Impact Two manuscript in preparation
Start Year 2010
 
Description Phosphorylation 
Organisation University of Leicester
Country United Kingdom 
Sector Academic/University 
PI Contribution significant intellectual input
Collaborator Contribution To provide technical help with Global Phosphorylationtraining of staff
Impact Two manuscript in preparation
Start Year 2010
 
Description This collaboration is typrosine phosphatases 
Organisation McGill University
Country Canada 
Sector Academic/University 
PI Contribution WE have published the phosphatome screen in 2014 and described that there are three PTP in Plasmodium and PRL is eesential in Plasmodium,
Collaborator Contribution Prof Michel Tremblay is an expert on Tyrosine phosphatases in mammalian system especialy in relation to cancer.
Impact This collaboration is resulted in collaborating on other collaborator who work in crystallography and chemical biology
Start Year 2015
 
Description A seminar at Mredical Erasmus University 
Form Of Engagement Activity A talk or presentation
Part Of Official Scheme? No
Geographic Reach International
Primary Audience Study participants or study members
Results and Impact This helped me to meet scientist who are working with Cohesin in mammalian system.
Year(s) Of Engagement Activity 2017
 
Description BBC media coverage 
Form Of Engagement Activity A press release, press conference or response to a media enquiry/interview
Part Of Official Scheme? No
Geographic Reach International
Primary Audience Media (as a channel to the public)
Results and Impact It had wide coverage both in UK and abroad about the malaria cell division
Year(s) Of Engagement Activity 2015
 
Description EMBO research conference on Europhosphatases 
Form Of Engagement Activity A talk or presentation
Part Of Official Scheme? No
Geographic Reach International
Primary Audience Professional Practitioners
Results and Impact This meeting had particpants from across the world who work on Phosphatases and their role in different diseases like Cancer, alzheimer and infectious diseases
Year(s) Of Engagement Activity 2015
 
Description Gordon Research Conference 
Form Of Engagement Activity A talk or presentation
Part Of Official Scheme? No
Geographic Reach International
Primary Audience Participants in your research and patient groups
Results and Impact This is a forum to present unpublished research and have good interaction and collaborative research thinking and discussion

We had very good collaboration set up with scientists
Year(s) Of Engagement Activity 2014
 
Description Media Interest 
Form Of Engagement Activity A press release, press conference or response to a media enquiry/interview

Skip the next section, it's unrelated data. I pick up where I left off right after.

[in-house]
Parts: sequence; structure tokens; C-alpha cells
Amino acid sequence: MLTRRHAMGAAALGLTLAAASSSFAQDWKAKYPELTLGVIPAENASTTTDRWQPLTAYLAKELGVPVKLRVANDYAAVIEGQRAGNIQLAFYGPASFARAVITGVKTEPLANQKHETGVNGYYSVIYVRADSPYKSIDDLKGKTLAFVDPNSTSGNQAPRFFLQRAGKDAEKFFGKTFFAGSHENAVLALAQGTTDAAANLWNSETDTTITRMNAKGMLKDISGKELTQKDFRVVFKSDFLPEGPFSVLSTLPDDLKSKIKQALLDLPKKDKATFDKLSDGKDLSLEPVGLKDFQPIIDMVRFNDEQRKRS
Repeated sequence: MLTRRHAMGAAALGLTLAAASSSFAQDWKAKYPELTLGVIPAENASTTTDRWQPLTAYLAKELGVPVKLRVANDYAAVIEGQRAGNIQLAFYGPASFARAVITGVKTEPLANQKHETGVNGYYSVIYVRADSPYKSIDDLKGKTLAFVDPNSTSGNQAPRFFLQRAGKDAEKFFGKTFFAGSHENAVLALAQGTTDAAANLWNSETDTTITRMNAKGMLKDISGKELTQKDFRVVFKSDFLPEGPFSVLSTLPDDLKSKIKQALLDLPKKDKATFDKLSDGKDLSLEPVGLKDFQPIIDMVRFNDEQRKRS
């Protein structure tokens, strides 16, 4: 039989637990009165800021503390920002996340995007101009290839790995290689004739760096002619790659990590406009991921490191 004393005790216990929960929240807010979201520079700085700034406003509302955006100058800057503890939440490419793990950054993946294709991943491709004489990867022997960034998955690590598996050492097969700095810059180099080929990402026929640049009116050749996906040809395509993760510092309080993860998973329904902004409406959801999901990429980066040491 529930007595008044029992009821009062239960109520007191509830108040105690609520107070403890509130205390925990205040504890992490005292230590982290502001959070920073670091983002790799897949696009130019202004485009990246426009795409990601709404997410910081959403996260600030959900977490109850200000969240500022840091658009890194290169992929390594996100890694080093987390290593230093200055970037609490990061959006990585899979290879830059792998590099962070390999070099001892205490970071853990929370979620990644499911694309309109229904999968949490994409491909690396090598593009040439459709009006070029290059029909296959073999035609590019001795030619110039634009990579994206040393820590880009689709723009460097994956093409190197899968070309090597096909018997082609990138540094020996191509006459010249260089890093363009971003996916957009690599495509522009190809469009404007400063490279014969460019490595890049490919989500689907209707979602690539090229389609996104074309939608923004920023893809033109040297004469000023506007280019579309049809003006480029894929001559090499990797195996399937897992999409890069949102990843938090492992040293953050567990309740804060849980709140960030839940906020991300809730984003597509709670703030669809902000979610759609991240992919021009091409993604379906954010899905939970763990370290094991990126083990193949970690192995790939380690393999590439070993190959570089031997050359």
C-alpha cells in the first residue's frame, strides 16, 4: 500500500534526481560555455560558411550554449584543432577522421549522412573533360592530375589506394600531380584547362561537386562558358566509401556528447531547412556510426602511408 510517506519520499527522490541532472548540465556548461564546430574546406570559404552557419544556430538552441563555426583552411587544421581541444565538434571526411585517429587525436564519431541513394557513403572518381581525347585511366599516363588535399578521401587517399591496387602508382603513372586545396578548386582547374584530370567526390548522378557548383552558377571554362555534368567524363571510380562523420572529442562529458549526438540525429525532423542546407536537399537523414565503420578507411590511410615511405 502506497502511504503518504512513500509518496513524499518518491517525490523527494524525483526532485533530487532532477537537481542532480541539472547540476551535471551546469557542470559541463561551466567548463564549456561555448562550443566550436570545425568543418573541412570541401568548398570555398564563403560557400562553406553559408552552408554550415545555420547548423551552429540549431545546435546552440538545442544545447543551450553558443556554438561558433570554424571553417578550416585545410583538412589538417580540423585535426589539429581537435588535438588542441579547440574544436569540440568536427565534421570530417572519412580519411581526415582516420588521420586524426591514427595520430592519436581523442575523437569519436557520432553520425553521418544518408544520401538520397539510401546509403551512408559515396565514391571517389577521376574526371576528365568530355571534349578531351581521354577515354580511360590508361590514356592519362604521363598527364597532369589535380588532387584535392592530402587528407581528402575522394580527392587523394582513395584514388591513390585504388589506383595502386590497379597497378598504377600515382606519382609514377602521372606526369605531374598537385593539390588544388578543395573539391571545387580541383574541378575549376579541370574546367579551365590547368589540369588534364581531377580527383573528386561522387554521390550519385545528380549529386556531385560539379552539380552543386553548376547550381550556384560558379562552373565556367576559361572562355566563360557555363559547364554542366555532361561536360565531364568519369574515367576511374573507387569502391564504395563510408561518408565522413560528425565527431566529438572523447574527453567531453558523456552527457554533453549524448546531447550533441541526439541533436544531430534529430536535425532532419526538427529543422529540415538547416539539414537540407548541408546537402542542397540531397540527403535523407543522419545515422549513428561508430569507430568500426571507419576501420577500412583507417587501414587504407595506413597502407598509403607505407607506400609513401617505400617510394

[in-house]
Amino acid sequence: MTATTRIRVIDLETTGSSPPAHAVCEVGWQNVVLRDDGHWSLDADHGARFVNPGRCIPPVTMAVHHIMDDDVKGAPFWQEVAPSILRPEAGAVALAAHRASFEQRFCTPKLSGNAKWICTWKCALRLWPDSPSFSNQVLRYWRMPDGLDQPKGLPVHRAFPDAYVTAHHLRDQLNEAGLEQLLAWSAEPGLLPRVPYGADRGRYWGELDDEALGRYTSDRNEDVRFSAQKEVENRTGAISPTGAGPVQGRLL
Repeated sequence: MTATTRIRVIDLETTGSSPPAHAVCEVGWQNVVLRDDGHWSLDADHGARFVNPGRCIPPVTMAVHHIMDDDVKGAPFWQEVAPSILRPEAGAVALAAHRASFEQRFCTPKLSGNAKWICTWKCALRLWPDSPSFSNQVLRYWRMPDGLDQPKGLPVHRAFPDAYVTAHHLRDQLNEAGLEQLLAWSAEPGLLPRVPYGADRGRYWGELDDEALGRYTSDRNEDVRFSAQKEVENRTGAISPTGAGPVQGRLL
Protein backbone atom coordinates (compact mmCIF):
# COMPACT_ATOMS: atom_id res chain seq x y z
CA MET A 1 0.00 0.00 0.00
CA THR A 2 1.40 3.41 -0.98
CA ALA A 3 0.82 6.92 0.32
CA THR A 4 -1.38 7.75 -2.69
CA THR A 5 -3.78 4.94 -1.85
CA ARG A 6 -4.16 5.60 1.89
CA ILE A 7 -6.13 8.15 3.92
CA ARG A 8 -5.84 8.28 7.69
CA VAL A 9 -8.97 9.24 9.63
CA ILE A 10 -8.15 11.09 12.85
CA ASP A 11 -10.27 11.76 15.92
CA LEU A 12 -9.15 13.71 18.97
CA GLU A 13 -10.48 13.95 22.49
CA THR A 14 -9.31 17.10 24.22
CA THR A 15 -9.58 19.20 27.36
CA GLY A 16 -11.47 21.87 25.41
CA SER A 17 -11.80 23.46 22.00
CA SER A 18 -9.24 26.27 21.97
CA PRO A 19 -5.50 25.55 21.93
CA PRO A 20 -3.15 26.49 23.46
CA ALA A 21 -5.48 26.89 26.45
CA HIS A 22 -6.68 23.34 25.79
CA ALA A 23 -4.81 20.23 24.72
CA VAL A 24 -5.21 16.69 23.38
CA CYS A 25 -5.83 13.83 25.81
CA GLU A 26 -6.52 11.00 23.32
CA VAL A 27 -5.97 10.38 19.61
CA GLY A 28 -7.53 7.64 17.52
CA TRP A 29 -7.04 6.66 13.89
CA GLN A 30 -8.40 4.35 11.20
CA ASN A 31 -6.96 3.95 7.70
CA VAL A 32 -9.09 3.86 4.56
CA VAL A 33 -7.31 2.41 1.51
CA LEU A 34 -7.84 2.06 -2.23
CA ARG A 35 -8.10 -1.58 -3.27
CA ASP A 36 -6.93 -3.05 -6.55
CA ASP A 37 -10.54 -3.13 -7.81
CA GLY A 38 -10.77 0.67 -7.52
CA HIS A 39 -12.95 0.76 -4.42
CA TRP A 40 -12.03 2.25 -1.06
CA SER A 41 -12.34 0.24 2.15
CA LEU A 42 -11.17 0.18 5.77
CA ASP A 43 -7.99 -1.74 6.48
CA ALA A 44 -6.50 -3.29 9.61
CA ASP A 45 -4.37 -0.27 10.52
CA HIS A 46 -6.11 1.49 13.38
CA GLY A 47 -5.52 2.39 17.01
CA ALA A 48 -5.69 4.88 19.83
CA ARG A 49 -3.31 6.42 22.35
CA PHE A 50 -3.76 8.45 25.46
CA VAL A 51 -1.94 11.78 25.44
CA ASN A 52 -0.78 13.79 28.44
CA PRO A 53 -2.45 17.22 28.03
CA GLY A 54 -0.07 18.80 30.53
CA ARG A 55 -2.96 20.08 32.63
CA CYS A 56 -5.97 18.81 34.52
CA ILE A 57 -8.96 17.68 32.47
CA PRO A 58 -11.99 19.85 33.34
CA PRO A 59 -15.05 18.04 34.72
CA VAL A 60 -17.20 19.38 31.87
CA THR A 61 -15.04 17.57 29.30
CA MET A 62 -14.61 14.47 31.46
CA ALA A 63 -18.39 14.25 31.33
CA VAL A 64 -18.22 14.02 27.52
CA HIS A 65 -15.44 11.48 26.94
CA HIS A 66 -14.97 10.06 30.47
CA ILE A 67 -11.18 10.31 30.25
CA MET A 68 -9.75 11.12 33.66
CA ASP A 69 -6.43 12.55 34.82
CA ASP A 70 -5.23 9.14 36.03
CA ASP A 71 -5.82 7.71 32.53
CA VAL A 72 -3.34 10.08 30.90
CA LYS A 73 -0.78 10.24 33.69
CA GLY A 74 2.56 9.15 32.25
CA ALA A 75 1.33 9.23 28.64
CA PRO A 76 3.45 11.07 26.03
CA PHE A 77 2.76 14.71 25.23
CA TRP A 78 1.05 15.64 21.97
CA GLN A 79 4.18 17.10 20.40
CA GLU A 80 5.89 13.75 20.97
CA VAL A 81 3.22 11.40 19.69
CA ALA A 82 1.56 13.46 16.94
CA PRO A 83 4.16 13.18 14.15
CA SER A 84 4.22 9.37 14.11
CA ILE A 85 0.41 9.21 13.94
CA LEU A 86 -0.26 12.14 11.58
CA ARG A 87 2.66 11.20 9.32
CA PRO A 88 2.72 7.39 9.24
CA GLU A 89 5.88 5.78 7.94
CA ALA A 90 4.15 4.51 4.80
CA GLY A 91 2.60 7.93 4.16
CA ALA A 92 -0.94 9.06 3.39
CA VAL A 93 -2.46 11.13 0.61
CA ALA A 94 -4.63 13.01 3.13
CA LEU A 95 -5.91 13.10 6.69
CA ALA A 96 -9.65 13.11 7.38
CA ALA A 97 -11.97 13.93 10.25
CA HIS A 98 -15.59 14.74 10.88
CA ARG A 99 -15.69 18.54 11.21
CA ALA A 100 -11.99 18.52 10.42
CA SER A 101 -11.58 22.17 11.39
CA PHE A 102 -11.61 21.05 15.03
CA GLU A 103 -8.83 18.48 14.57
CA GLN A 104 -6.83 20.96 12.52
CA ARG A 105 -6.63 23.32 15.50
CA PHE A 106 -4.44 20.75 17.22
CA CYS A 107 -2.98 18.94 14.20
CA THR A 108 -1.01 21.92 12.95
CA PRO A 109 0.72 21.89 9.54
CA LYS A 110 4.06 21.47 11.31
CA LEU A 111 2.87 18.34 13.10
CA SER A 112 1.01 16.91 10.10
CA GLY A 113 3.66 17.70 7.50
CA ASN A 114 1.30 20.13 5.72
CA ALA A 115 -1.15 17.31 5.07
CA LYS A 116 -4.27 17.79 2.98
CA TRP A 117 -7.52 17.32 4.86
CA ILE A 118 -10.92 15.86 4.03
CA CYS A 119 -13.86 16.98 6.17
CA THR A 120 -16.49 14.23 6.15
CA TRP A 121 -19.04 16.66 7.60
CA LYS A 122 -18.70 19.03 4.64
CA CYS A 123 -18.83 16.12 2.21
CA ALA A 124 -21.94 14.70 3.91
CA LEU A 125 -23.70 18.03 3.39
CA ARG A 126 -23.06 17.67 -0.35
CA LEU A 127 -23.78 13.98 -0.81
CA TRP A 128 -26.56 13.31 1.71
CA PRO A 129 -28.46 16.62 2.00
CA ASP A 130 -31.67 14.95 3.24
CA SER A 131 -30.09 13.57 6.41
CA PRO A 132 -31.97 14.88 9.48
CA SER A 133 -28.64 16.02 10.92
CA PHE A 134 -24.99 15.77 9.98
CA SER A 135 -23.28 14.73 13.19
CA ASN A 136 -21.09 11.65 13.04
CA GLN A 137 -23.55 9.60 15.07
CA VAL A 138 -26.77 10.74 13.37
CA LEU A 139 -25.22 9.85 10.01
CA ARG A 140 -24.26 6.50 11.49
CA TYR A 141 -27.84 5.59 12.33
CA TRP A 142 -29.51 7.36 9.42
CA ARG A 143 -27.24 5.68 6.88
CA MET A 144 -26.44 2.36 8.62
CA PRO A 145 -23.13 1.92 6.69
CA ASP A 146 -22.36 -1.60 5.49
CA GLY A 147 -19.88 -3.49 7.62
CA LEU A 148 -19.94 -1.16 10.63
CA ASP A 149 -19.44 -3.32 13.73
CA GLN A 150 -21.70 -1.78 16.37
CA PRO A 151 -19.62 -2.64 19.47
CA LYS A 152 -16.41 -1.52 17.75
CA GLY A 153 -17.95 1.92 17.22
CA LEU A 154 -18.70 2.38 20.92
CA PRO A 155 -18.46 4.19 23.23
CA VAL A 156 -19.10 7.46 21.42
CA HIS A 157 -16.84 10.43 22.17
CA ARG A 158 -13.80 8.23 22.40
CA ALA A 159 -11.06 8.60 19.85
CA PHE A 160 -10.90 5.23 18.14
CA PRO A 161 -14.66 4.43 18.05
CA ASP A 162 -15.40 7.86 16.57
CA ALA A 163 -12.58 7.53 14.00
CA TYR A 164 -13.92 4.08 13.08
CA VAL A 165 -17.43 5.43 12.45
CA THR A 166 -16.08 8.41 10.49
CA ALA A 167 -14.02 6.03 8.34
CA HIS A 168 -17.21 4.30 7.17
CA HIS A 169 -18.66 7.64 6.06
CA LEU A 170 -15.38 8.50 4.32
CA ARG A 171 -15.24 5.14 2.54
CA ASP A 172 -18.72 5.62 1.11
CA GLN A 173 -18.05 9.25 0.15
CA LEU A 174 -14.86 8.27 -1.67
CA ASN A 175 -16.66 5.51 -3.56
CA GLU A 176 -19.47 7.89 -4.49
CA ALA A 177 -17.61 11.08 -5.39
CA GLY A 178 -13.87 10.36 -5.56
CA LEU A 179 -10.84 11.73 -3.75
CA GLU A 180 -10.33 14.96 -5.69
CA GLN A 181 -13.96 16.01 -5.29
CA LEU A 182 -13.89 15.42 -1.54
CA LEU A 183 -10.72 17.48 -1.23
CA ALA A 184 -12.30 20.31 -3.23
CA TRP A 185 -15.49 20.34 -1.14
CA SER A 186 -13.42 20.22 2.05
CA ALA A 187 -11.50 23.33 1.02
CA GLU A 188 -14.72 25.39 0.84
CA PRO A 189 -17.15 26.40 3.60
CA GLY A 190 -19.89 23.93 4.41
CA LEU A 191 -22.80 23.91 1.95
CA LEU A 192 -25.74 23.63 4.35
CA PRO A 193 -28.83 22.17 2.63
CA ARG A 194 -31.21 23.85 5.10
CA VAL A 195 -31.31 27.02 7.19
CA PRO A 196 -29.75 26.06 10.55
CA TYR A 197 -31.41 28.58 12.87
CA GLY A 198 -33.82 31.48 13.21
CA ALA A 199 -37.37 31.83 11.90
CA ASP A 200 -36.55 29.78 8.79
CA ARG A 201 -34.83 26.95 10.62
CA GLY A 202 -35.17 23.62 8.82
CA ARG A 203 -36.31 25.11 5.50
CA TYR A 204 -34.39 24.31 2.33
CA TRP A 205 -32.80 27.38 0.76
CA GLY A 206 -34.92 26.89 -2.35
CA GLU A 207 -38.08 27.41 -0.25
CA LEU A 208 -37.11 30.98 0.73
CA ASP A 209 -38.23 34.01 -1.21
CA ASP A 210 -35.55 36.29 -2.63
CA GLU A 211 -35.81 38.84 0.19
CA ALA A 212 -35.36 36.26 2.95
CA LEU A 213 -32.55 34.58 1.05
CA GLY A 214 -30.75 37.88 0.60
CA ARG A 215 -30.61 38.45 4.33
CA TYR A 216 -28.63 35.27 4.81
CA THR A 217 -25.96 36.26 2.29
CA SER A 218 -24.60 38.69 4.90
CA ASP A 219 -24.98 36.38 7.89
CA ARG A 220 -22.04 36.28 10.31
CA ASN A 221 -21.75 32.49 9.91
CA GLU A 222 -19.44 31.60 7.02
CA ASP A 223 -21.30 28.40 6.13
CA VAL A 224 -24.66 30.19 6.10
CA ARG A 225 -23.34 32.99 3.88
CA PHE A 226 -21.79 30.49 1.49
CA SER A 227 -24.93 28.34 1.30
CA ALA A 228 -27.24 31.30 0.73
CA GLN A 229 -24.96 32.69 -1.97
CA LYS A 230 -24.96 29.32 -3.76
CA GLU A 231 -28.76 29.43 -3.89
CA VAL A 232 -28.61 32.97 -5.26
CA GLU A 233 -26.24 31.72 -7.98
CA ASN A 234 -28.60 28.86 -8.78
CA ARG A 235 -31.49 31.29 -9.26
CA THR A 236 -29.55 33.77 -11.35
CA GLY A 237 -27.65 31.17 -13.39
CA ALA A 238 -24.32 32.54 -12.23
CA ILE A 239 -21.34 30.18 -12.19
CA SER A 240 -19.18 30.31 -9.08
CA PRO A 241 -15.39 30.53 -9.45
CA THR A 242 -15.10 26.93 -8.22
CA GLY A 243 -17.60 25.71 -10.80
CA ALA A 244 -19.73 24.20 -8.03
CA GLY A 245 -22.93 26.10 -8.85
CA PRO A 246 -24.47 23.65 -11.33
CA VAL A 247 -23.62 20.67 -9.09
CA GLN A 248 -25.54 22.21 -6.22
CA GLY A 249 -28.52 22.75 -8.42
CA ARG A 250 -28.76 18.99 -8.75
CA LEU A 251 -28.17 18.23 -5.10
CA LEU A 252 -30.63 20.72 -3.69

Part Of Official Scheme? No
Geographic Reach National
Primary Audience Media (as a channel to the public)
Results and Impact It had good response in the online information about malaria research and the activity of our research in this area.

High interest in media and scientist across the world
Year(s) Of Engagement Activity 2014
URL http://www.nottingham.ac.uk/news/pressreleases/2014/july/the-yin-and-yang-of-malaria-parasite-develo...
 
Description Organised a Midland Cel Cycle Club 2017 for the East Midland 
Form Of Engagement Activity Participation in an activity, workshop or similar
Part Of Official Scheme? No
Geographic Reach Regional
Primary Audience Postgraduate students
Results and Impact This meeting made good network of scientist working in the area of Cel Cycle and Cytoskeleton in various model system like human, drosophila, yeat parasites etc.
Year(s) Of Engagement Activity 2017
 
Description Organising the London Molecular Parasitology Club 
Form Of Engagement Activity A talk or presentation
Part Of Official Scheme? No
Geographic Reach National
Primary Audience Study participants or study members
Results and Impact Three meeting of London Molecular Parasitology are organised every year. The speakers range from any where in Uk or Europe. It benefots the scientist working in London and adjoining areas.
Year(s) Of Engagement Activity 2007,2008,2009,2010,2011
 
Description School Visit to Loughbourough School 
Form Of Engagement Activity A talk or presentation
Part Of Official Scheme? No
Geographic Reach Regional
Primary Audience Schools
Results and Impact 50-80 students attended the talk
Year(s) Of Engagement Activity 2015
 
Description Seminar at European Malaria Network at Geneva 
Form Of Engagement Activity A talk or presentation
Part Of Official Scheme? No
Geographic Reach International
Primary Audience Participants in your research and patient groups
Results and Impact It is a closed meeting of malaria research in europe and it was very productive for our research activities

Good collaborations set up
Year(s) Of Engagement Activity 2014